Among the lighter food street is a kind of pretzel called simit; the difference is in the circular shape and the covering of sesame seeds. They are sold all over the city in carts and are very cheap (around half a TL). Another tasty treat is the içli köfte better known as kibbeh, which is a fried or boiled meatball with bulgur, spicy herbs and onions (there is also a vegan version). Sabırtaşı Restoran is a great place to try this speciality. It is located in the Galata area and again is cheap in price (with prices around TL 6). More tasty street food snacks to sample are Kokoreç (a meat roll) and çig kofte (raw meat). All these meat snacks are usually served with lettuce and bread.
Dining the Oriental Way
After a refreshing nap or a shower, it is time to go out again for dinner. Meyane restaurants are again a great place to go for a delicious treat. Sofyali 9 is a classic restaurant in the Beyoglu-Galata area of Asmalımescit Cad. Apart from the usual appetizers and kebabs, they also serve seafood (such as grilled octopus, fish and calamari). You will spend around TL 80 per person for a starter, main dish, dessert and drinks. Asmalı Cavit is another excellent choice in Taksim, on Asmalımescit Caddesi, very near İstiklal Avenue. The owner likes to greet his customers and recommend dishes based on your preferences. The restaurant is frequented by local artists and intellectuals. One of the specialities is a dish made of spiced sliced liver, seasoned with herbs.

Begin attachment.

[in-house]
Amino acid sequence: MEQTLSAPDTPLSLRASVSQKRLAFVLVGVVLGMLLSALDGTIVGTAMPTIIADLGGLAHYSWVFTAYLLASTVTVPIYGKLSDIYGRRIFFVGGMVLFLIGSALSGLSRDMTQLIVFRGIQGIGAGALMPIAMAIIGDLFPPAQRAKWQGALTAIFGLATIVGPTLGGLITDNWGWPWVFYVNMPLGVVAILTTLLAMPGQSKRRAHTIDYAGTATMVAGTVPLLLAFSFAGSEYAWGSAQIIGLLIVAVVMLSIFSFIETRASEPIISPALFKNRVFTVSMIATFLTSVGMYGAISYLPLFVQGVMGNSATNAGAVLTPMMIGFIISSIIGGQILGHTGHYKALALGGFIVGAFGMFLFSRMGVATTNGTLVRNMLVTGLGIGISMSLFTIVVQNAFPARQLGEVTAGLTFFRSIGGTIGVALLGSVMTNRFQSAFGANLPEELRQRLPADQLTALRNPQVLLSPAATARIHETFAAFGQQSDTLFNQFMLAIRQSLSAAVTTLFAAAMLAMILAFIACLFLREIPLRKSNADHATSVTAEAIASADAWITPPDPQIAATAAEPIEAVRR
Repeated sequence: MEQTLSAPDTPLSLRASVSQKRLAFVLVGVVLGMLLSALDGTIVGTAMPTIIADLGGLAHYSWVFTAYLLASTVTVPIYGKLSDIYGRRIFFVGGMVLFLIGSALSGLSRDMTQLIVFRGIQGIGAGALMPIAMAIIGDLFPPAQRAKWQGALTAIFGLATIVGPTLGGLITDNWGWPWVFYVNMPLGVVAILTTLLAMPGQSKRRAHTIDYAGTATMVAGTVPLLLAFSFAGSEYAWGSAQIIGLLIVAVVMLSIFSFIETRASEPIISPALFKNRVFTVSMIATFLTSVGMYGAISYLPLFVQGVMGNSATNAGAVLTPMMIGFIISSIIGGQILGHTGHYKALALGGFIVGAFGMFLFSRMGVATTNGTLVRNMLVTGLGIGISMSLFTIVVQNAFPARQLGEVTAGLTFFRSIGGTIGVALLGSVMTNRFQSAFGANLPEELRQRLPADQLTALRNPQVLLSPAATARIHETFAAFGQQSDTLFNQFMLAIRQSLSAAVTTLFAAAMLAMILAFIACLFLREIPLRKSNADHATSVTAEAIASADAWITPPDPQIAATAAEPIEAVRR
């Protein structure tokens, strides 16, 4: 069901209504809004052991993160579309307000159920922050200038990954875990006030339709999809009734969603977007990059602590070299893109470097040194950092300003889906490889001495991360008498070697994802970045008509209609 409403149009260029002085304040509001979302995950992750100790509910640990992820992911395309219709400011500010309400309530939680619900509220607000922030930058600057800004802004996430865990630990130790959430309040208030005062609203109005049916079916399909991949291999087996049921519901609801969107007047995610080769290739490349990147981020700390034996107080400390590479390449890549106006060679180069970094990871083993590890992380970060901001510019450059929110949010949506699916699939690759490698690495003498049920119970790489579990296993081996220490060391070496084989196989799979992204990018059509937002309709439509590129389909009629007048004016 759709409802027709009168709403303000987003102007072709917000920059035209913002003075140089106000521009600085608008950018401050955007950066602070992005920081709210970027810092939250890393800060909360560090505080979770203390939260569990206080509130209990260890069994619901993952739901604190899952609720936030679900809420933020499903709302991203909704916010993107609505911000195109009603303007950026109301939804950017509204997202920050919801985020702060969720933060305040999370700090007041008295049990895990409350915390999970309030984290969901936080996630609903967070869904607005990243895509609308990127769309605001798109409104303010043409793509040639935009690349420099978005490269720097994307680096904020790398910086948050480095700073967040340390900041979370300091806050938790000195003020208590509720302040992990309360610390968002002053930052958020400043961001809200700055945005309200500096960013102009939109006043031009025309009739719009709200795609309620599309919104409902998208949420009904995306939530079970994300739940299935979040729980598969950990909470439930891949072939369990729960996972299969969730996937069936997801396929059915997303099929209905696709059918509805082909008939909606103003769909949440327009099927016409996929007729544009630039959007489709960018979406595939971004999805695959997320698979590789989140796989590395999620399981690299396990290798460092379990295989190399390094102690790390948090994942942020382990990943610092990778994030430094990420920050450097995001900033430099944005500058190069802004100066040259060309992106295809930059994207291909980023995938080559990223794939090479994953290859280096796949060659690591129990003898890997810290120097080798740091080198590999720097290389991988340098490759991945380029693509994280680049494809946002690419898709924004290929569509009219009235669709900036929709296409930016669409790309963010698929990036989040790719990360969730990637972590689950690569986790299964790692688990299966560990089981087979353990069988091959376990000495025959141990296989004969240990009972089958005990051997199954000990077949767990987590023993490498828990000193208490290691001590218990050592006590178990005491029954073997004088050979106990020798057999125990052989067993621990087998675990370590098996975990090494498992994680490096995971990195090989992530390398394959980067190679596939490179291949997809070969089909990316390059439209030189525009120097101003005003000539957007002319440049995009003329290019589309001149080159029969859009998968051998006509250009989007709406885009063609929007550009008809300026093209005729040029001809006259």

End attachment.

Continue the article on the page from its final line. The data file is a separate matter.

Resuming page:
Another great restaurant worth visiting is Topaz, which offers a breathtaking view of the Dolmabahçe Palace and the Bosphorus Strait. It is located in the Beşiktaş area. They serve Ottoman-style and international food, and one of the most recommended dishes is the grilled octopus. Don’t expect a great quantity, as it is a gourmet restaurant, and be prepared to spend more than usual between TL 200 and 400 per person.
Turkish Delights and Coffee
To conclude this blog post, we have chosen to look at some must-try Turkish specialities. To start with, there’s Turkish coffee. Turkish coffee is basically made of ground, loose coffee. This is boiled in water with added sugar in a special porcelain double pot. You should never drink to the bottom of the cup or you will end up with a mouth full of coffee grounds! One of the most popular coffee shops in Istanbul is Mandabatmaz on Olivia Geçidi 1, which leads to Istiklal Avenue. You will probably have to drink your coffee while standing as the place is very small but also affordable with prices around TL6 for a pot of coffee.
Together with your Turkish coffee, you can sample any one of the hundreds of Turkish delights. At the top of the list and most famous around the world is the famous lokum. It is an explosion of colours and flavours. Originally flavoured with rose, lemon and orange, nowadays there are dried fruit flavours. Some are even spiced with cinnamon, mint, ginger or coffee. You can buy a box and take them home. Ali Muhiddin Haci Bekir is a proud traditional shop in Istiklal Avenue, in the Beyoglu-Taksim area. If you are not a lokum fan, then check out Şekerci Cafer Erol, in Kadıköy on the eastern side of Istanbul. It is easy to find near the docks. There you will be able to taste all the other varieties of sweets like baklava, akide şekeri and much more.
Header image courtesy of Pedro Szekely, via Flickr